The Mystery of Christmas Eve in Poland
‘Silent night, Holy night,
All is calm; All is bright…”
The night of 24th to 25th December was celebrated long before Christ in all civilisations of the solar cult. The mystery of the night consists of elements of ancient agricultural rituals, All Souls Day celebrations, and Christian religion practices.
Christmas Eve night, in Polish Wigilia, opens a new period in nature, coming as it does around the winter solstice, and announces the birth of the ‘sun’ in the Christian religion – the son of justice, the Son of God, Jesus Christ.
In Poland, Wigilia is celebrated especially solemnly. The mystery of the night appears in all aspects: time, place, food and people’s behaviour.
The signal to start the Wigilia supper is not dictated by the clock, but rather by the appearance of the first star in the sky, which reminds us of the comet that appeared over Bethlehem to announce the birth of Christ and guide the shepherds and the three kings to the stable.
The celebration takes place at home, where all the members of the family meet for the Wigilia supper. The ceremony starts with the opłatek, a thin white wafer, the symbol of the holy bread. Each member of the family – and guests, of course – takes a wafer, and they offer it to each other one by one, each breaking off a small piece and exchanging special best wishes for the coming year. The breaking of the symbolic bread is meant to bring peace to the whole house and provide the family with enough bread for the coming year to share with others. The wafer is even given to pets and animals at the farms, as they were present at Christ’s birth. There is an old belief that animals can speak at midnight.
After the opłatek, the solemn supper begins. This supper is unique. Firstly, it is meatless (a tradition connected with the ancient celebration of All Souls Day). Next, the menu in particular. It must consist of something from the garden (vegetable salads and a special dessert from poppy seeds); from the field (potatoes, grain, i.e. bread); from the orchard (fruit, nuts); from the forest (mushrooms, honey, cranberries); and something from the water (fish, especially carp and herring). There are thirteen traditional dishes on the table, as there were twelve apostles and Christ.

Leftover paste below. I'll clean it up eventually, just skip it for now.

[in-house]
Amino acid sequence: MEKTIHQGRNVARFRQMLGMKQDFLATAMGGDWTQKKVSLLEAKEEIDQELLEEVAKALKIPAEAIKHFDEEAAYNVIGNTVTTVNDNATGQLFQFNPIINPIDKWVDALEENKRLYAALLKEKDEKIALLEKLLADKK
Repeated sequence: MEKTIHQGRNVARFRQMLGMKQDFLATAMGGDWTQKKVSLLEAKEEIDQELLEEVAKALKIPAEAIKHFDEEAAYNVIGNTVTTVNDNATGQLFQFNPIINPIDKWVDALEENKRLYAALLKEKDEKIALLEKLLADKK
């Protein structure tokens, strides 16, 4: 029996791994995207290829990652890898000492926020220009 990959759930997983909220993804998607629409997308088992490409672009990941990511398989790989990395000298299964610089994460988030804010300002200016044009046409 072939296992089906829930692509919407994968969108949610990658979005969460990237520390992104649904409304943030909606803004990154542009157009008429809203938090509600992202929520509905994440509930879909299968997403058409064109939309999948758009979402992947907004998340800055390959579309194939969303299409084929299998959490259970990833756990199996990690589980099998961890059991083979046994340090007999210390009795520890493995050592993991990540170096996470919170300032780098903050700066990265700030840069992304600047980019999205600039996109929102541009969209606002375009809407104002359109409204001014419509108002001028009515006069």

The table is covered with a white tablecloth under which is put some hay to remind us that Christ was born in the stable in poverty. There must always be one spare place at the table for an unexpected guest, a custom connected with the old belief that the souls of the dead members of the family might visit home that evening.
The traditional menu varies according to the region and family customs, but usually, for starters, there is herring prepared in several ways, a vegetable salad and cold fish. Then soup is served – mushroom soup or red barszcz (borscht) with traditional uszka (small, baked pierogi with mushroom stuffing). For the second course, there is usually fried or baked fish prepared in several ways: with a wine sauce, vegetables, herbs, mushrooms, and so on, and served with potatoes and a dish of cabbage with mushrooms, or in some regions simply many kinds of pierogi.
There are two traditional Christmas cakes: makowiec, a strudel with poppy seeds, and piernik, a cake made from honey with spices, cinnamon and ginger. There is also a dessert made out of ground poppy seeds with fresh cream, eggs, honey, raisins and almonds served with cookies. There should also be a cranberry kisiel (a kind of jelly) and compote made from sun-dried fruits such as plums, pears (and sometimes with figs). The abundance of food on the table should bring family prosperity for the coming year. The dishes made from poppy seeds, especially, symbolise plenty, bringing abundance and wealth.
After the dessert, there is time for singing carols and receiving Christmas presents. If there are children at the family, they await the arrival of Święta Mikołaj (St Nicolas or Father Christmas) bearing presents. If there are no children, the presents are put under the Christmas tree.
The Christmas tree decorations are powerfully symbolic. The lights bring God’s blessing on the house. The bright and colourful glass balls are to protect the house against evil and bring joy and happiness. The colourful chains are for strengthening family relations. The pierniki cookie decorations provide abundance, while apples bring health and beauty to the girls and women of the family. If you eat a nut from the Christmas tree, it has the magical power of bringing love to you.
The ceremonial Wigilia supper, the Christmas tree lights and the carol singing together create the extraordinary joyful climate of the holy night. The ceremony lasts till midnight when the whole family goes to church to Christmas Mass.
The next two days of Christmas are also unusual but don’t have this unique and magic charm of the Polish Christmas Eve.
What is your Christmas?